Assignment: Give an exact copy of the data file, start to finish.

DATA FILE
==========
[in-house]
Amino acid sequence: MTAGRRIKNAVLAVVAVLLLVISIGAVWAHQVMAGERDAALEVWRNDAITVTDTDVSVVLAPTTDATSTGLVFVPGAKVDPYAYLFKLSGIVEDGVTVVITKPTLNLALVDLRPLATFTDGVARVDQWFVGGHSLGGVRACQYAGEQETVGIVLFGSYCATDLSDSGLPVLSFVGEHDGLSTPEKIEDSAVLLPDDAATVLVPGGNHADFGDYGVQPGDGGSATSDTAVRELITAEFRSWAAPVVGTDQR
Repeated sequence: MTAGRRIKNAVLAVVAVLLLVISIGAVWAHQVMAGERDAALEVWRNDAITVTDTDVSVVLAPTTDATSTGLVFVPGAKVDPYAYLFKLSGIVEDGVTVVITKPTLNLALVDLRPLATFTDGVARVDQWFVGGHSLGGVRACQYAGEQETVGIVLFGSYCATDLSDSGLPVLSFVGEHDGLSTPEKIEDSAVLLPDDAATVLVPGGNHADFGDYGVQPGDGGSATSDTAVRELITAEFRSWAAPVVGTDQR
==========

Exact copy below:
[in-house]
Amino acid sequence: MTAGRRIKNAVLAVVAVLLLVISIGAVWAHQVMAGERDAALEVWRNDAITVTDTDVSVVLAPTTDATSTGLVFVPGAKVDPYAYLFKLSGIVEDGVTVVITKPTLNLALVDLRPLATFTDGVARVDQWFVGGHSLGGVRACQYAGEQETVGIVLFGSYCATDLSDSGLPVLSFVGEHDGLSTPEKIEDSAVLLPDDAATVLVPGGNHADFGDYGVQPGDGGSATSDTAVRELITAEFRSWAAPVVGTDQR
Repeated sequence: MTAGRRIKNAVLAVVAVLLLVISIGAVWAHQVMAGERDAALEVWRNDAITVTDTDVSVVLAPTTDATSTGLVFVPGAKVDPYAYLFKLSGIVEDGVTVVITKPTLNLALVDLRPLATFTDGVARVDQWFVGGHSLGGVRACQYAGEQETVGIVLFGSYCATDLSDSGLPVLSFVGEHDGLSTPEKIEDSAVLLPDDAATVLVPGGNHADFGDYGVQPGDGGSATSDTAVRELITAEFRSWAAPVVGTDQR